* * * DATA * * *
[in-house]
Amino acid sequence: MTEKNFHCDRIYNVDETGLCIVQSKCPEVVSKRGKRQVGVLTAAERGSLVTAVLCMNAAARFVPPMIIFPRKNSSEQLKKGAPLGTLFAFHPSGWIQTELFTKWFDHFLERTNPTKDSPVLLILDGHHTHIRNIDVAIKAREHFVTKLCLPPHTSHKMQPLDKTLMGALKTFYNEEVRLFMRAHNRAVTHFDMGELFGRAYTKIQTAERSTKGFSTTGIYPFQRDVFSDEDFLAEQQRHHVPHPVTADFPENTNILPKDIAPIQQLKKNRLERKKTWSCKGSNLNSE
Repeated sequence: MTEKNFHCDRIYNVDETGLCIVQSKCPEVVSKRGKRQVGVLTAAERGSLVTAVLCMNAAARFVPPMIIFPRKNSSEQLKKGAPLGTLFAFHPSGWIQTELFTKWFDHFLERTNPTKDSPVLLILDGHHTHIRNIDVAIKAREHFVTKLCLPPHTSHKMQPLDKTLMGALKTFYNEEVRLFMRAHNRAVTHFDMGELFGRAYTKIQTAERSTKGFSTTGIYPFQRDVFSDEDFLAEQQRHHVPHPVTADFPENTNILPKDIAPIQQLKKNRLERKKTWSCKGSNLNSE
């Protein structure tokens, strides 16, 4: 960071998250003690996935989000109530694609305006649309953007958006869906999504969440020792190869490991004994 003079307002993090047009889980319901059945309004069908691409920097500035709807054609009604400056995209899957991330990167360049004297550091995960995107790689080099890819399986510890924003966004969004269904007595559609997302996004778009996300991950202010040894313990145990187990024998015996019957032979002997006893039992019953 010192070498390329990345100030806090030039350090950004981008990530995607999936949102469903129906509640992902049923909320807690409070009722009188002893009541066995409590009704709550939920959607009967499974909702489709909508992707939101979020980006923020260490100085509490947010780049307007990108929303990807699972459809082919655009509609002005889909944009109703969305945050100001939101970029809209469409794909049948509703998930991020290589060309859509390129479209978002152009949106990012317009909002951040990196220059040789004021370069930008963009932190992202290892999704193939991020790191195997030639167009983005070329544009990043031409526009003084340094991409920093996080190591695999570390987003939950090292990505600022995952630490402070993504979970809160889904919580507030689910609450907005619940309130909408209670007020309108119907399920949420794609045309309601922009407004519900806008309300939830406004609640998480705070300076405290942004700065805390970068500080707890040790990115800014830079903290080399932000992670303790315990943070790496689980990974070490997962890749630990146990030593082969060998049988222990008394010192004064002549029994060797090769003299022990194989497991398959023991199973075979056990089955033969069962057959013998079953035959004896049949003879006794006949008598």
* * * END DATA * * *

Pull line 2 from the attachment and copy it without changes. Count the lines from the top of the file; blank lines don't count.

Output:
Amino acid sequence: MTEKNFHCDRIYNVDETGLCIVQSKCPEVVSKRGKRQVGVLTAAERGSLVTAVLCMNAAARFVPPMIIFPRKNSSEQLKKGAPLGTLFAFHPSGWIQTELFTKWFDHFLERTNPTKDSPVLLILDGHHTHIRNIDVAIKAREHFVTKLCLPPHTSHKMQPLDKTLMGALKTFYNEEVRLFMRAHNRAVTHFDMGELFGRAYTKIQTAERSTKGFSTTGIYPFQRDVFSDEDFLAEQQRHHVPHPVTADFPENTNILPKDIAPIQQLKKNRLERKKTWSCKGSNLNSE